1 of 17 bus companies sued by New York City agrees to temporarily stop transporting migrants, Mayor Adams says

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By journalsofus.com


NEW YORK — One of 17 charter bus companies that Mayor Eric Adams sued for transporting buses full of asylum seekers to New York City has agreed to stop, for now.

The lawsuit accuses the charter bus companies of violating New York’s Social Services Law. transporting asylum seekers from Texas and dropping them off in New York City without providing them with a means of support.

The mayor’s office announced Wednesday that Roadrunners Charters, Inc. will no longer transport immigrants to or around New York City while the case is pending.

“New York City continues to do our part as we lead the nation in handling this national humanitarian crisis, but reckless political games by the state of Texas will not be tolerated. I am pleased to see that Roadrunner, one of the bus companies to those we demand for participating in Texas Governor Greg AbbottPlan to transport tens of thousands of migrants to our city in an attempt to overwhelm our shelter system and shift costs to New York City – has agreed to stop transporting migrants on buses to and around New York City York as the lawsuit continues. “We call on all other bus companies involved in this lawsuit to do the same,” Adams said Wednesday.

The lawsuit targets 17 bus companies and seeks approximately $708 million, alleging that they have transported at least 33,600 migrants to New York City since spring 2022 without paying for their continued care.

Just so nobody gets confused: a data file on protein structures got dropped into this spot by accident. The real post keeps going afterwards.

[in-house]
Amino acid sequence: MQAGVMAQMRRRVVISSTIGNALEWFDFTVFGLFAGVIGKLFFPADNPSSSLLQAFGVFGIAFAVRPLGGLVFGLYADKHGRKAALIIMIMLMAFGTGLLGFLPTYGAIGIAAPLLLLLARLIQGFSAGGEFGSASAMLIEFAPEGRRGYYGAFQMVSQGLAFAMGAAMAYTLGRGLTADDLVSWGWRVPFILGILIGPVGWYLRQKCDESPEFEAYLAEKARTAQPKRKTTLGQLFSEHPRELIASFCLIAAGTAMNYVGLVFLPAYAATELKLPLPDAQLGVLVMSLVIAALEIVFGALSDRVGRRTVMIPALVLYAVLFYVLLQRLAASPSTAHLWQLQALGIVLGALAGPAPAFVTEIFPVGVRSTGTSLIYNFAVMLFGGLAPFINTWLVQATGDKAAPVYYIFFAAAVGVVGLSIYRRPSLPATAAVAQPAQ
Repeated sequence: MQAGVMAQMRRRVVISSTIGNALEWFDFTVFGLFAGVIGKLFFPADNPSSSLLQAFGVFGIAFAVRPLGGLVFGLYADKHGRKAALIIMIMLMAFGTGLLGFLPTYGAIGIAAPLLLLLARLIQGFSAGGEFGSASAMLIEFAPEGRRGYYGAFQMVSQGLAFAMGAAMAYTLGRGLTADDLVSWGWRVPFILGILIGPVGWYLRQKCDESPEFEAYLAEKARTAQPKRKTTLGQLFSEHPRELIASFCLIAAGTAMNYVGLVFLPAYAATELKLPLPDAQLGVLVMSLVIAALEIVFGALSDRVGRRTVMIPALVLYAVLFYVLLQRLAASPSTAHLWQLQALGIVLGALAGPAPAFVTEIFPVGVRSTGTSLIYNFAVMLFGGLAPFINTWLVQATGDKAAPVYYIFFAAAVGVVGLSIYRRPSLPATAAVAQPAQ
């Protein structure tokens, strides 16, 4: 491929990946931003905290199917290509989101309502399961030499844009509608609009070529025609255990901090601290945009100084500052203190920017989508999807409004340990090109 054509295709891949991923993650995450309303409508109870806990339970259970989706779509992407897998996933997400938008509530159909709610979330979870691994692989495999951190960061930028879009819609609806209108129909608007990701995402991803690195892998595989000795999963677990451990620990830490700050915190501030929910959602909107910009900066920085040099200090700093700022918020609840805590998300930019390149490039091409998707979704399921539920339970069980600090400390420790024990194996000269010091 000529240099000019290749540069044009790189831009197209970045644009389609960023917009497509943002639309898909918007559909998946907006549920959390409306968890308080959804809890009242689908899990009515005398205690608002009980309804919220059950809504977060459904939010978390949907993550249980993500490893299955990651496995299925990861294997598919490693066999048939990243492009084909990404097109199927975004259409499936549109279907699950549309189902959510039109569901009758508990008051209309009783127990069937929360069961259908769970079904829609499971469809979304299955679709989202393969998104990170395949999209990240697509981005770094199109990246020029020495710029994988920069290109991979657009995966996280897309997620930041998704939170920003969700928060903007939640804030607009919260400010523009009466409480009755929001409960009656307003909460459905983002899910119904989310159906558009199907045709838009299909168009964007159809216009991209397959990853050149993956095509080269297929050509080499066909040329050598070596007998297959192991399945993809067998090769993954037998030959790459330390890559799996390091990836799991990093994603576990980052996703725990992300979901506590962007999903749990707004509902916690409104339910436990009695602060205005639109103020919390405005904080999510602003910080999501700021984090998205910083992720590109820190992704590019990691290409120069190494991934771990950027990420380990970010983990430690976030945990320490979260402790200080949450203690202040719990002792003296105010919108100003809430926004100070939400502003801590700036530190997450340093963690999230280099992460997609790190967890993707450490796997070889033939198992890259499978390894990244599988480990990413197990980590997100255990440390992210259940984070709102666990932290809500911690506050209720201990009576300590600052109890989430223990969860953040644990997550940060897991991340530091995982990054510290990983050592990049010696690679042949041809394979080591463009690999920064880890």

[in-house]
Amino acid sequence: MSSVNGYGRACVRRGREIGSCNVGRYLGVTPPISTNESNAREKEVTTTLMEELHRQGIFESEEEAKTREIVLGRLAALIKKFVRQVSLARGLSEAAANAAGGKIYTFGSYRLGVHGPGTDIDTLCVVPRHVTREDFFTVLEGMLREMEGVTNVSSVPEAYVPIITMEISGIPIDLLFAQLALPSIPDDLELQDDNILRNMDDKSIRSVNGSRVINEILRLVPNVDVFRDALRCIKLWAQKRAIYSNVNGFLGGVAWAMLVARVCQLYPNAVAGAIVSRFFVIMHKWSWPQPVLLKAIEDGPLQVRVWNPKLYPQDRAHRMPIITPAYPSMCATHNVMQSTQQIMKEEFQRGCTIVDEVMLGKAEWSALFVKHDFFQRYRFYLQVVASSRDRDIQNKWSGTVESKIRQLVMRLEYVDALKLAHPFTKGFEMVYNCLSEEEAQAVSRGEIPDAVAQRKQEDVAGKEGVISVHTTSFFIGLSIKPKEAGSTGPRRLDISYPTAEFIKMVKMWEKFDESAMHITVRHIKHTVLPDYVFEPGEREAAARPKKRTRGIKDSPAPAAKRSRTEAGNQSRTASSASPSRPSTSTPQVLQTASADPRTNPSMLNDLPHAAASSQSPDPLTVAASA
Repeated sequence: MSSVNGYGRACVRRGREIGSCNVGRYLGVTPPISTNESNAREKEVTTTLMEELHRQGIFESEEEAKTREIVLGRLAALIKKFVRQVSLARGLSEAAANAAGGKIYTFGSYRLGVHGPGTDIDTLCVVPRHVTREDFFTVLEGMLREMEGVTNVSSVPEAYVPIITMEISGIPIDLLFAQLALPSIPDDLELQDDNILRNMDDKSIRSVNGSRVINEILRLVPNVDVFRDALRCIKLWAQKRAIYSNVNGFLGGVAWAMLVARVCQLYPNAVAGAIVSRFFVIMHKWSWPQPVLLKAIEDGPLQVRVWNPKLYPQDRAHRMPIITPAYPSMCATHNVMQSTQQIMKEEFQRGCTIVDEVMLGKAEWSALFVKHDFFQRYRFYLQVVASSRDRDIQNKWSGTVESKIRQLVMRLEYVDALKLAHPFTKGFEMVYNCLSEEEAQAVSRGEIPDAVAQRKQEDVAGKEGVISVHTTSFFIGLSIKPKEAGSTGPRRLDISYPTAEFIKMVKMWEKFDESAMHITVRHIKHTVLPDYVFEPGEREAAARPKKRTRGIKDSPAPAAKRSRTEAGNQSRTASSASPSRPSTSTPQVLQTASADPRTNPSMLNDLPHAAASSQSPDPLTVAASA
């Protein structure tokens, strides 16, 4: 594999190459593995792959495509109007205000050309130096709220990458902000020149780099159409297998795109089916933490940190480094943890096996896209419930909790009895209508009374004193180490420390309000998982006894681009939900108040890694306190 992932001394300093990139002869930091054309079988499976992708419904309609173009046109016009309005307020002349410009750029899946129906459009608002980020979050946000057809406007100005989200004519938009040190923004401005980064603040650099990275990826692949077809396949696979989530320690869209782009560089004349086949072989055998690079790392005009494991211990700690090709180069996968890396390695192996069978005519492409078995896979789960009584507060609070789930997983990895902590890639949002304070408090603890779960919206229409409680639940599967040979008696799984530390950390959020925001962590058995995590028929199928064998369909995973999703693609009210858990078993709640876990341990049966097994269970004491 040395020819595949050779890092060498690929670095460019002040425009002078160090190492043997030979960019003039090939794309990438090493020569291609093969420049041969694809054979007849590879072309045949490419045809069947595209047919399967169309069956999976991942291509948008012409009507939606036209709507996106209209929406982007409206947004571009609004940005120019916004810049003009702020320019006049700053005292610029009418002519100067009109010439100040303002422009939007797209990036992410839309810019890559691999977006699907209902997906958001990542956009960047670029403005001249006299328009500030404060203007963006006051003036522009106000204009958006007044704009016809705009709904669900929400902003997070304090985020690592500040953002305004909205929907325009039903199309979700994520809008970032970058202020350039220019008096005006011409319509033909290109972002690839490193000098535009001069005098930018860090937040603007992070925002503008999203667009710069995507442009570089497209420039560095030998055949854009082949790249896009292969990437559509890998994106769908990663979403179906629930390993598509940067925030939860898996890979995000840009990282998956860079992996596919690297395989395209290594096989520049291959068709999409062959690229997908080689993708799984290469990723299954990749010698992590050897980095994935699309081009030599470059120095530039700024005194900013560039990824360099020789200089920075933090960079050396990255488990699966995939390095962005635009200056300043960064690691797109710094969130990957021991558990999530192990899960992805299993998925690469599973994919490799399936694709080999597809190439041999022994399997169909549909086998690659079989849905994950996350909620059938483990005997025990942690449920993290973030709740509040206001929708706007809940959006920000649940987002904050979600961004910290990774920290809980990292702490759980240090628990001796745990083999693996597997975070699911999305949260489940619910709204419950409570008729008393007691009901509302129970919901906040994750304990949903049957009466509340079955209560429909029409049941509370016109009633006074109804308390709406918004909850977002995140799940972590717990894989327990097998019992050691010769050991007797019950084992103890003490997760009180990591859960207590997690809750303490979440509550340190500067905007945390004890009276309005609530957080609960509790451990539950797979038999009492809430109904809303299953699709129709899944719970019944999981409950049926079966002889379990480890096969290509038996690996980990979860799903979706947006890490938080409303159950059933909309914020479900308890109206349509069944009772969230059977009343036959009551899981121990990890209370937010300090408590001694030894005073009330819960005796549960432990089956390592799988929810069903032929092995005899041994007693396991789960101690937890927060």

According to the lawsuit, the companies engaged in “bad faith” conduct in doing so.

Texas has sent more than 95,000 immigrants to so-called sanctuary cities, including New York, pushing the city’s shelter system to the limit. The city says it’s up to the feds to help resolve financial problems caused by the crisis.

“The money we spend on immigrants, we shouldn’t spend it. It should come from the federal government. So if the federal government would step in and do their part, then we would be in a much better situation.” place, you know, so we need help,” said Ingrid Lewis Martin, senior advisor to Mayor Adams.

the state of texas There is a court battle with federal authorities over whether he can enforce border security on his own. after a local law was passed.

“Texas has the legal authority to arrest people who cross the barbed wire barriers at our border,” Abbott said.

But now the Fifth Circuit Court of Appeals has decided to hear the case, after The US Supreme Court temporarily allowed the Texas law to take effect.

Federal authorities and advocacy groups insist that immigration should remain a job for federal officials, not state officials.

“Federal law has been clear that states do not have to regulate who can enter the country and who has to leave. That is simply the core of federal immigration power,” said Spencer Amdur of the American Civil Liberties Union. .

It is unclear when the Fifth Circuit will rule.

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